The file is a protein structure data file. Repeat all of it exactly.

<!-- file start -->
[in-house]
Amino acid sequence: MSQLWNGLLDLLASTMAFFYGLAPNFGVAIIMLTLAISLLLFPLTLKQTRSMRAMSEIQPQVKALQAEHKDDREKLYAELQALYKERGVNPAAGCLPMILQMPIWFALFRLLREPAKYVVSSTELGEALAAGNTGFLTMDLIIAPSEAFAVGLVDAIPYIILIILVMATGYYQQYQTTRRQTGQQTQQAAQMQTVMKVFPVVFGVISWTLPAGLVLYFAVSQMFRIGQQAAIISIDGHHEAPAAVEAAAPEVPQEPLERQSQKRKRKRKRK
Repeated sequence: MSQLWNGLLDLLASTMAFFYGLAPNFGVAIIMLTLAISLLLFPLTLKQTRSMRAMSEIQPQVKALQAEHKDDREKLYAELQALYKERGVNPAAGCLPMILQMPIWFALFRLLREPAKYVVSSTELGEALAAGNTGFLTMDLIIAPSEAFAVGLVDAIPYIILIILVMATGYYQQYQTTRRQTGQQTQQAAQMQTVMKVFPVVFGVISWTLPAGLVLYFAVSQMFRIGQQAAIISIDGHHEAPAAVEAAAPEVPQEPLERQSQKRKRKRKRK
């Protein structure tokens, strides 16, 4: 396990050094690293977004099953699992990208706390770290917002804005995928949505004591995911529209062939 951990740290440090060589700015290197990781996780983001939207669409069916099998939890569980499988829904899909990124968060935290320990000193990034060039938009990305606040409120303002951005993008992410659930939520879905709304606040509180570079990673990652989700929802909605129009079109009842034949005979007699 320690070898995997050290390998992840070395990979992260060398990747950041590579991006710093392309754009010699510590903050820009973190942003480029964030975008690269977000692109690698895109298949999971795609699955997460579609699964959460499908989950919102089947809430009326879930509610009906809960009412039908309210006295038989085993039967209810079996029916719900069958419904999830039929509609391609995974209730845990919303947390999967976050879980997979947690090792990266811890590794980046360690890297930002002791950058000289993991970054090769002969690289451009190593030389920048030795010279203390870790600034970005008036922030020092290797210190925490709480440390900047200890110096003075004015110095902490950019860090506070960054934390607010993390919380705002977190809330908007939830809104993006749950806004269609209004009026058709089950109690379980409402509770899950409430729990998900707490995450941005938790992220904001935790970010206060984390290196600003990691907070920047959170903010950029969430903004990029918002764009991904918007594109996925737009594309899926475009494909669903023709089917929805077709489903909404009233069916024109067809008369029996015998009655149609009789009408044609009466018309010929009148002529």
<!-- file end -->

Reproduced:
[in-house]
Amino acid sequence: MSQLWNGLLDLLASTMAFFYGLAPNFGVAIIMLTLAISLLLFPLTLKQTRSMRAMSEIQPQVKALQAEHKDDREKLYAELQALYKERGVNPAAGCLPMILQMPIWFALFRLLREPAKYVVSSTELGEALAAGNTGFLTMDLIIAPSEAFAVGLVDAIPYIILIILVMATGYYQQYQTTRRQTGQQTQQAAQMQTVMKVFPVVFGVISWTLPAGLVLYFAVSQMFRIGQQAAIISIDGHHEAPAAVEAAAPEVPQEPLERQSQKRKRKRKRK
Repeated sequence: MSQLWNGLLDLLASTMAFFYGLAPNFGVAIIMLTLAISLLLFPLTLKQTRSMRAMSEIQPQVKALQAEHKDDREKLYAELQALYKERGVNPAAGCLPMILQMPIWFALFRLLREPAKYVVSSTELGEALAAGNTGFLTMDLIIAPSEAFAVGLVDAIPYIILIILVMATGYYQQYQTTRRQTGQQTQQAAQMQTVMKVFPVVFGVISWTLPAGLVLYFAVSQMFRIGQQAAIISIDGHHEAPAAVEAAAPEVPQEPLERQSQKRKRKRKRK
């Protein structure tokens, strides 16, 4: 396990050094690293977004099953699992990208706390770290917002804005995928949505004591995911529209062939 951990740290440090060589700015290197990781996780983001939207669409069916099998939890569980499988829904899909990124968060935290320990000193990034060039938009990305606040409120303002951005993008992410659930939520879905709304606040509180570079990673990652989700929802909605129009079109009842034949005979007699 320690070898995997050290390998992840070395990979992260060398990747950041590579991006710093392309754009010699510590903050820009973190942003480029964030975008690269977000692109690698895109298949999971795609699955997460579609699964959460499908989950919102089947809430009326879930509610009906809960009412039908309210006295038989085993039967209810079996029916719900069958419904999830039929509609391609995974209730845990919303947390999967976050879980997979947690090792990266811890590794980046360690890297930002002791950058000289993991970054090769002969690289451009190593030389920048030795010279203390870790600034970005008036922030020092290797210190925490709480440390900047200890110096003075004015110095902490950019860090506070960054934390607010993390919380705002977190809330908007939830809104993006749950806004269609209004009026058709089950109690379980409402509770899950409430729990998900707490995450941005938790992220904001935790970010206060984390290196600003990691907070920047959170903010950029969430903004990029918002764009991904918007594109996925737009594309899926475009494909669903023709089917929805077709489903909404009233069916024109067809008369029996015998009655149609009789009408044609009466018309010929009148002529």